All retreats on this site, and many sitting groups, dharma workshops and yatras are run on what is called a dana basis. This means that teachers donít get paid from the set retreat cost for their teachings or time. They have their food, accommodation and sometimes travel expenses provided, but other than that they receive just what is given to them by way of financial offerings at the end of the retreat or program. There is usually a dana box or bowl for this.

The term dana literally means generosity, but the way itís used when talking about dharma programs has more the sense of reciprocal gift. The teachings are seen as a gift and the financial offering is seen as a gift. This culture of both sides offering gifts comes from the 2500 year Buddhist tradition, and in particular, the way that monks and nuns kept the tradition alive in a dedicated way, giving teachings and relying solely on what was offered to them. 

This culture or gifts or offerings thrived in Asia and still thrives in some parts of Asia. In Australia and other Western countries, the Insight Meditation community has kept with this gift culture. This has come with some challenges.

One challenge is that the culture of the reciprocal gift is not well established here. Another challenge is that most of our teachers are lay teachers and being in a non-monastic culture means that one has to pay for things.

Dana in Australia

In Australia, some teachers rely on dana as their main income. They might occasionally run non-dana sessions or programs to provide some additional funds. They might have a partner who helps support them. Dana tends not to provide a secure income, which may be important if one is paying a mortgage, paying rent, supporting a child or children, or wanting to provide for oneís old age.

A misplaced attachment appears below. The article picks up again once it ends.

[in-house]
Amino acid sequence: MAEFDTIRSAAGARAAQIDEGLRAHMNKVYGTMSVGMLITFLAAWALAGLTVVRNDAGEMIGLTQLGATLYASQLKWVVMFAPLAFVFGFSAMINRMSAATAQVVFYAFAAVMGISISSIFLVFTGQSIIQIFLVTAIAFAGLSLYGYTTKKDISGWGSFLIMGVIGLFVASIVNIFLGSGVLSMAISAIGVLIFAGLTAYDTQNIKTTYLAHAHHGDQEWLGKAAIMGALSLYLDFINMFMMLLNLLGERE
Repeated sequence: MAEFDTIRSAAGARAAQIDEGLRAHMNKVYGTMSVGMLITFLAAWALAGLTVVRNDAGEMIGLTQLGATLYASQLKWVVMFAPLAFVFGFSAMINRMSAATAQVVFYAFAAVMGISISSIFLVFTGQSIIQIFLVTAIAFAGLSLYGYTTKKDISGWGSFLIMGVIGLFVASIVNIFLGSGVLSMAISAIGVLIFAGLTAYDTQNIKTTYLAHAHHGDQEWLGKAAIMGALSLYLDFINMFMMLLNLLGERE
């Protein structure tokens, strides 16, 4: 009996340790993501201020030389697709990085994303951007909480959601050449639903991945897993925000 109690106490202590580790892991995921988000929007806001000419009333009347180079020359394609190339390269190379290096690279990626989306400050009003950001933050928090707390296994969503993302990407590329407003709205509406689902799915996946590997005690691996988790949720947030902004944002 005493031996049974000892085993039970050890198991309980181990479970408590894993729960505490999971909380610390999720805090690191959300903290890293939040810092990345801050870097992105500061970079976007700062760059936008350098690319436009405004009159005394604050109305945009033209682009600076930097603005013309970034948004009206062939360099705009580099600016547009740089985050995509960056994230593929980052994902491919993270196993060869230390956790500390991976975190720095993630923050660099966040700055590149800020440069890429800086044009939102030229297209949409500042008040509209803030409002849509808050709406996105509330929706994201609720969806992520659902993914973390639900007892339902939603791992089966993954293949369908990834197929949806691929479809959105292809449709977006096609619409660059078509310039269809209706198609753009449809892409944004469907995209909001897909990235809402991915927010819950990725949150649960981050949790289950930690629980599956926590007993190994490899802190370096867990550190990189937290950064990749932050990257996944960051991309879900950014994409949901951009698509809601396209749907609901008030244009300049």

Other teachers limit their teaching as they canít afford to rely on dana.

Then there are dharma teachers who have professional jobs which allow them to take periods away from work for teaching. The dana from teaching is sometimes more and in smaller retreats often less than their regular professional income would be for the same period. There are also teachers who are retired or who have some other income.

Most teachers are to some degree dependent on the generosity of students for their financial security.

Despite the challenges of teaching on a dana basis, there is a strong commitment in the Insight Meditation community to stay with this arrangement. Dana has a beauty to it. It allows people to give according to their ability and willingness. It means that dharma programs stay relatively accessible to people who have limited funds. It comes with a spirit of trust and generosity. Itís based on an attitude of care. It honours a long non-commercial tradition.

There are fee-paying programs on mindfulness and occasionally compassion, and some are well developed and presented. These programs can make teachings available to people who might not wish to become involved in any form of Buddhism. Sometimes Insight Meditation teachers have taught these programs to help with their finances, while still providing most of their teachings on a dana basis.

In some dharma communities, the term that is used for dana is donation. A concern with this usage is that the term donation has connotations which are often not related to reciprocal gifts.
Dana Considerations

When considering dana, it's worth taking into account our common tendency to get a a good deal. Getting a good deal often involves putting oneself or one's family first, rather than caring for both oneself (or one's family) and the other person or people involved. A generous attitude, the attitude cultivated in dharma practice, is to care for each side.

It's also worth keeping in mind that you have received a gift. The gift may not be exactly what you wanted but it is what the teacher gave and was able to give. Having received this gift, your relationship with the teacher comes into play and forms a basis for the return gift of dana.

In addition, there's the simple and less personal view that dana is not just a way to support the teacher and teachings but also a way to help the continuation and viability of dana based programs.  


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